This is page 213 of the supplement to An Anglo-Saxon Dictionary by T. Northcote Toller (1921)

This online edition was created by the Germanic Lexicon Project.

Click here to go to the main page about Bosworth/Toller. (You can download the entire dictionary from that page.)
Click here to volunteer to correct a page of this dictionary.
Click here to search the dictionary.

This page was generated on 21 Oct 2017. The individual pages are regenerated once a week to reflect the previous week's worth of corrections, which are performed and uploaded by volunteers.

The copyright on this dictionary is expired. You are welcome to copy the data below, post it on other web sites, create derived works, or use the data in any other way you please. As a courtesy, please credit the Germanic Lexicon Project.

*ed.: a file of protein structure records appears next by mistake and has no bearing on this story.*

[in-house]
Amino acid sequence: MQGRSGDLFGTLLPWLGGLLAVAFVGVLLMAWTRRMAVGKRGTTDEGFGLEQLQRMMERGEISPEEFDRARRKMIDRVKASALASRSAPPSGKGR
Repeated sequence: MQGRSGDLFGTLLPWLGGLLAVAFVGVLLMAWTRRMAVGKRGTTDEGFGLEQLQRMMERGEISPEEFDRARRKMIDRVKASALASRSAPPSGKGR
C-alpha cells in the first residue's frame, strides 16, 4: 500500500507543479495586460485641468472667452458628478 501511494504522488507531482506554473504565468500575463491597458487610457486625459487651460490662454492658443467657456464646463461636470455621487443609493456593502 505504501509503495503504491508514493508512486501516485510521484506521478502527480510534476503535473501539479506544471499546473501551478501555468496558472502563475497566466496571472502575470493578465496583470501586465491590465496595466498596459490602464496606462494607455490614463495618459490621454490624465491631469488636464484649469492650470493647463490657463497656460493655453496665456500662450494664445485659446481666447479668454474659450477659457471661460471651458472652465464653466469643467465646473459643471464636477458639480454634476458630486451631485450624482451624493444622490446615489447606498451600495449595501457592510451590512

FEORH-NER--FEOR-SIBB 213

bebohte fróde feorhlege I to the king of glory give thanks that I might for my people ere the day of death so much gain. Now a hoard of treasures have I prudently got as the price of my death, B. 2800. [Cf. Icel. fjör-lag death (poet.).]

feorh-ner, -nere, es; n. Substitute: feorh-neru, e; f., and add:--Þ-bar; hié oncnáwan mihton hwá him tó hæ-acute;le and tó helpe and tó feorhnere on þás world ástág, Bl. H. 105, 32. Tó hwon féddest þú þé æ-acute;nne of þæ-acute;m þe ic inc bám gesceóp tó welan and tó wiste and tó feorhrere?, Wlfst. 259, 17. Cf. ealdor-neru.

feorh-seóc. Add: [Icel. fjör-sjúkr sick unto death]: feorran. v. feorrian.

feorht, ferht; adj. Honest, honourable:--Ferht (ferth, fert) probus, Txts. 89, 1639. [O. Sax. feraht.]

feorht-lic; adj. Honourable, just. [Cf. O. Sax. fer[a]htlíko honourably, equitably.] v. ferht-lic in Dict.

feor-land, -lond. Add to feor-lond:--Geácsode se foresprecena wræcca on feorlandum þæs hálgan weres forðfóre, Guth. 94, 2. [Se gingre sune ferde wræclice on feorlanden (in regionem longinquam), Lk. 15, 13. Cf. N. E. D. far-land; adj.] v. feor; adj.

feorlen; adj. sb. v. firlen.